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of Moses to its real base; consequently, the distance sands they were absorbed by them: for he seems, was considerable; this coincides with our remark on Deut. xxxiii. 3. to distinguish the waters of strife, mount Sinai, on Exod. xxiv.

Meribah Kadesh, from the water of Ashdoth, the co8thly, Characters coarsely engraven, apparently pious flowing, and, one should think permanent, with some pointed instrument of iron in the rock.springs. Vide on mount Sinai, Exod. xxiv. ad fin. I take for granted that these characters are ancient; Should any person hereafter have an opportunity of whether so ancient as the days of Job, I do not af- searching for these springs, perhaps they may be firm ; but this seems to be an instance agreeable to found in the direction of the evening rays of the the desire of Job, chap. xix. 23, 24.

We have, in our remark on the book of Numbers, O! that my words were now written !

hinted at the very great extent indispensably requi0! that they were firmly cut in a book !

site to the camp of Israel; we ought also to remark, By an iron pen upon lead, the leaden leaves of a book ; Or, in a lasting rock cut deeply.

that not only was this space necessary, when the

camp was stationed at Sinai, but also in other places That Job had the thought of perpetuity attending where it was stationed during its march, in order that such incisions in the live rock is evident, and with the signals from the centre might be seen throughthe utmost propriety, as Niebuhr's account demon

out it. strates.

Niebuhr says he did not go to the west of Sinai ; 9thly, When the waters are gone off the valley it probably, therefore, his map is in these parts drawn is soon covered with grass. No doubt it was the same from an estimate by his eye; the same I suppose of in the valley of Paran, and around where Israel was

the southern parts of his map. If Dr. Shaw had encamped; this assists in accounting for the means been his equal in the art of design, we inight have whereby the cattle of the camp were fed, for they, put more confidence in his map than we can at preswe presume, did not subsist on the manna.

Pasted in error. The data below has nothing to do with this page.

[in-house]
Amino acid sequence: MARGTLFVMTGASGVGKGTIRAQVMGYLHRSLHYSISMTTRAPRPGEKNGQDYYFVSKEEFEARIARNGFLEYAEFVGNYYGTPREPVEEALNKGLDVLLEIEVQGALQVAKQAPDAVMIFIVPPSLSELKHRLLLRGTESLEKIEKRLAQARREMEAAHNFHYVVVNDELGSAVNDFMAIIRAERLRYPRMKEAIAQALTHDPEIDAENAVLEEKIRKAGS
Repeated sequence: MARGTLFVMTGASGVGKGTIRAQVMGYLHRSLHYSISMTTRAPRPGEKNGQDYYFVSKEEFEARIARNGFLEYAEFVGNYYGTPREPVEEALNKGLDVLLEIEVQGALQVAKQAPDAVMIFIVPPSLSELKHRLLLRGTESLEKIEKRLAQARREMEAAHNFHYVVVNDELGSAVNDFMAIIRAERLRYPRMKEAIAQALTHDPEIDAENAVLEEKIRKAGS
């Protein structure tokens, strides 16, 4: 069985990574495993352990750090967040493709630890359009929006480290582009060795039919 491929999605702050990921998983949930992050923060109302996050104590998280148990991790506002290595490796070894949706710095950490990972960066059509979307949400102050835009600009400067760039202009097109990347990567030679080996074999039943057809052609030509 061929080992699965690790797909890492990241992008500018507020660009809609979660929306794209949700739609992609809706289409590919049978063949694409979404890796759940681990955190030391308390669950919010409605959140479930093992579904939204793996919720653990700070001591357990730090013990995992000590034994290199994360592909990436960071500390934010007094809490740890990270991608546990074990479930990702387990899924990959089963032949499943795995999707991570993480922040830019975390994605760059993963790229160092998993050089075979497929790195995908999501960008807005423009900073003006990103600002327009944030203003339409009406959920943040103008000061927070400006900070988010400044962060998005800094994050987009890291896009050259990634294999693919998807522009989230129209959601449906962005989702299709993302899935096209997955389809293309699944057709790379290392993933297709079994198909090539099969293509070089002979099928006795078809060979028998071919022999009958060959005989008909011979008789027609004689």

ent. We have, however, traced Dr. Shaw's route 10thly, We have supposed that of the same na- on the map of Niebuhr ; which, from Suez to Elim, ture as these roving tribes of independent Arabs, seems to have been precisely that of the ancient Iswas the Amelek which attacked Israel, which Joshua

raelites. In fact, the mountains seem to determine discomfited, and which Saul exterminated, Exod.

the track decidedly; but, at Elim, the reader will xvii. 8, 14; 1 Sam. xv. 3, 18.

observe two courses to Sinai : one leading N. E. as 11thly, The stress laid by Niebuhr on the beauty direct as may be to the Greek convent; the other to of the springs on mount Sinai, on the goodness of the south of mount Sinai. Dr. Shaw seens in his their water, and their abundant supply, deserves our map to have marked the latter, while his narrative especial consideration. Was Moses acquainted with agrees only with the former. If there be any passthese springs, and their excellency? One would able way to the south, it were very desirable that it think so: and that he did not mean to bring his cara- should be inspected: as possibly it may bave been van to a spot where no water was procurable to the scene of interesting events. quench their thirst. In short, he led them to where It will be observed that we have added those the best in quality, and the most in quantity, which Scripture names which appear to be ascertained by this region afforded, was to be found; and when, Dr. Shaw; and, in this respect, we have preferred whether through an increased demand for it, or a bis opinion to that of Niebuhr. scanty supply, owing perhaps to unfavourable sea- On the whole, we hope this Map will communicate sons, it proved insufficient, then the Divine goodness information of a desirable kind to the reader; and opened a breach in the rock, which, could it be dis. contribute to render the route of the Israelites to tinguished, runs most probably like the fountain of mount Sinai better understood by those who wish to Samson, unto this day.